Aurora Biosciences Corp. and Allergan Inc., already friendly through their 2001 ion channel collaboration, agreed to work on G protein-coupled receptor targets to drum up drug candidates.
Aurora, of San Diego, will develop and screen functional cell-based assays using Aurora’s Biosensor cell lines and GeneBLAzer beta-lactamase reporter gene technology to seek GPCR targets identified and provided by Allergan.
Michael Partridge, director, corporate communications at Aurora, said the expanded deal “highlights the indispensability of Aurora’s assay development and screening expertise to pharmaceutical partners for pursuing drug discovery.”
Suki Shattuck, director, investor relations and media relations at Allergan, said the deal was born out of an Allergan business model that includes collaborating with those with valuable talents.
“Allergan is committed to furthering its discovery research and is very open to using collaborations where they make sense,” she told BioWorld Today. “And when other companies have a skill set that adds to our own discovery research efforts, then we want to collaborate with them.”
In this case, the skill set includes Aurora’s Biosensor cell lines and GeneBLAzer technology. Although the companies did not disclose financial details, the deal is typically shaped: Aurora will receive an up-front payment, will have the chance to earn research performance and development milestones, and would see royalties on product sales.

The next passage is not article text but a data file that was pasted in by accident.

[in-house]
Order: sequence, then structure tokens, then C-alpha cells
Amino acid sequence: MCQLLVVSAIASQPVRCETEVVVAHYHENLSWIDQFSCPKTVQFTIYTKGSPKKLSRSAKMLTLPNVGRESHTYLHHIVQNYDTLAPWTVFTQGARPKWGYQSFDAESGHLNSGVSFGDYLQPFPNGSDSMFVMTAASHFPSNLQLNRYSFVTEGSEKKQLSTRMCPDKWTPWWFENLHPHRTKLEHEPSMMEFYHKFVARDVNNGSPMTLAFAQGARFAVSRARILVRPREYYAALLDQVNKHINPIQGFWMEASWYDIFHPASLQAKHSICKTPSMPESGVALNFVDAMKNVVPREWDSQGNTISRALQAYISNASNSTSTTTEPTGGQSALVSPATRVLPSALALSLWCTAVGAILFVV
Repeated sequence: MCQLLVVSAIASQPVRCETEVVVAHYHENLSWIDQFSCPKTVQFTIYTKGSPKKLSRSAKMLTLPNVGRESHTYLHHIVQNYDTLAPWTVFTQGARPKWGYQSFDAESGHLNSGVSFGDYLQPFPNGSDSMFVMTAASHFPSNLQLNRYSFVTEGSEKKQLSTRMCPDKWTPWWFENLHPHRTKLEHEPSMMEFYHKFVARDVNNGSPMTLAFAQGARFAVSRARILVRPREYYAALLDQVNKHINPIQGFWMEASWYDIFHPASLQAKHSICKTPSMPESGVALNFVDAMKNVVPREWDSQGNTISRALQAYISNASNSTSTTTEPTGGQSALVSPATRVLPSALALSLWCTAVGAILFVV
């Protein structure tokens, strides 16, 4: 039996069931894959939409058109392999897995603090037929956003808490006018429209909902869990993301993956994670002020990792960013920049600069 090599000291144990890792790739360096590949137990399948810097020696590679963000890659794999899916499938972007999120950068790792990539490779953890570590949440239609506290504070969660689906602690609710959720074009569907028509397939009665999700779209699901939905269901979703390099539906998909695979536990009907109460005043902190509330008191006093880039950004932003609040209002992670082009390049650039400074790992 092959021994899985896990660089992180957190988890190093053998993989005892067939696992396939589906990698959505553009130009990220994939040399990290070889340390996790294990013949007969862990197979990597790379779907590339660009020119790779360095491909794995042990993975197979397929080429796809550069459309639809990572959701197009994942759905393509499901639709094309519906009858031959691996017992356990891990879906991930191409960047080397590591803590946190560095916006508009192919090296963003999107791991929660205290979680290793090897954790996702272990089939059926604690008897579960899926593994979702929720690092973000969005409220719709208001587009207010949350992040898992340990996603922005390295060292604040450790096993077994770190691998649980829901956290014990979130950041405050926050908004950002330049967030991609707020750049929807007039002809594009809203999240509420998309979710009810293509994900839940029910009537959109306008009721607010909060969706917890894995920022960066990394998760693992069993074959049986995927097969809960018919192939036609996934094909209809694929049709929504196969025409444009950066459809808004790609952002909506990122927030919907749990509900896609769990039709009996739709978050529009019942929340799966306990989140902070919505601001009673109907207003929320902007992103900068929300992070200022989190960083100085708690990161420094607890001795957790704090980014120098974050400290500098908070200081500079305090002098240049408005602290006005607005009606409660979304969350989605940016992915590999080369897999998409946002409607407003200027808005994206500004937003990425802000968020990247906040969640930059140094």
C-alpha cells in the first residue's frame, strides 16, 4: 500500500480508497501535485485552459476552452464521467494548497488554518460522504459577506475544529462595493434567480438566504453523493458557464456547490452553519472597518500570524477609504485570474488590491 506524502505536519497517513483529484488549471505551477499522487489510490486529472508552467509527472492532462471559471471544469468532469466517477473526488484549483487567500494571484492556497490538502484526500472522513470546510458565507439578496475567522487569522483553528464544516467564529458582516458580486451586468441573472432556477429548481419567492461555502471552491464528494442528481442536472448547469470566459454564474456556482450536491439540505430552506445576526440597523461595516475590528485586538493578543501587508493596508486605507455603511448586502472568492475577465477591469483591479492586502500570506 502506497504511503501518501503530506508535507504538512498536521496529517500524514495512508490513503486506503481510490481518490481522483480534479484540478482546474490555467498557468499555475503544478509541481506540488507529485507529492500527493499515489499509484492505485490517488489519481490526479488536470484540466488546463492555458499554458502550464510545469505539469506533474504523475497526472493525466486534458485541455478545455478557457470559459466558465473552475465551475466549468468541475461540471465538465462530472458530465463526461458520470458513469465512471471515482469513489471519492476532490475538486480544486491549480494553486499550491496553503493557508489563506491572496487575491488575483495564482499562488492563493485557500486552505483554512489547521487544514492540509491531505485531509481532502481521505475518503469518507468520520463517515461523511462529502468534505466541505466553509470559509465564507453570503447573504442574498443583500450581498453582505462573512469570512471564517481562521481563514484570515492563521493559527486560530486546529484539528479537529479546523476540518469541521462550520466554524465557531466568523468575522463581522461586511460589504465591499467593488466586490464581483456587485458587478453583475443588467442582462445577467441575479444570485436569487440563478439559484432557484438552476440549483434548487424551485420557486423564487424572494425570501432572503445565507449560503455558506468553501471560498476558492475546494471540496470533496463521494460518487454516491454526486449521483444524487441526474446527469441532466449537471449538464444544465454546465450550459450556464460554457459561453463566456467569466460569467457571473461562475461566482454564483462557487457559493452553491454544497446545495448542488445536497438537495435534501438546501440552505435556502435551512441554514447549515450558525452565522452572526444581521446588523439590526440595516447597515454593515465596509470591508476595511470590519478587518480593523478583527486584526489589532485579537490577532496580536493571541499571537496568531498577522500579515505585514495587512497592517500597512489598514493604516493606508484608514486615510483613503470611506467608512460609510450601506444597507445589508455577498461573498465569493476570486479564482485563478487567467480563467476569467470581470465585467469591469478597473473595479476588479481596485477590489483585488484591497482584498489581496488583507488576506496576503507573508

Partridge said the financial terms of the collaboration are “comparable to some of the deals that Aurora has struck in the past based on its assay development and screening capabilities.”
Aurora has some impressive names in its collaboration list, including American Home Products Corp., of Madison, N.J.; Bristol-Myers Squibb Co., of New York; Genentech Inc., of South San Francisco; and F. Hoffmann-La Roche Ltd., of Basel, Switzerland.
Early in 2001, Aurora and Allergan came together through an ion channel drug discovery collaboration for ophthalmic indications. The deal called for Aurora to supply its primary and secondary functional cell-based assays through its Voltage Sensor Probe technology and voltage ion probe reader, applying both to an Allergan ion channel target. The financials of that agreement were similar, with an undisclosed up-front payment to Aurora, performance and development milestones and royalties on marketed products.
While possible indications for Allergan’s targets are not being disclosed, Allergan, of Irvine, Calif., is a global health care company that develops and commercializes products in the eye care pharmaceutical, ophthalmic surgical device, over-the-counter contact lens care, movement disorder and dermatological markets.
Aurora, pulled inside Vertex Pharmaceuticals Inc. through a $592 million stock swap in the spring, is now operating as a wholly owned subsidiary. Partridge said the merger has progressed well since it was first announced. (See BioWorld Today, May 1, 2001.)
“We said at the time [of the Vertex merger announcement] that we would continue to seek collaborations based on Aurora’s technology base, similar to what Aurora has pursued before, in addition to pursuing new kinds of collaborations that the companies can only pursue together,” he said. “This is a good example of the former.”
Vertex’s stock (NASDAQ:VRTX) fell 22 cents to close at $23.95 Friday. Allergan’s stock (NYSE:AGN) fell 18 cents to close at $70.55.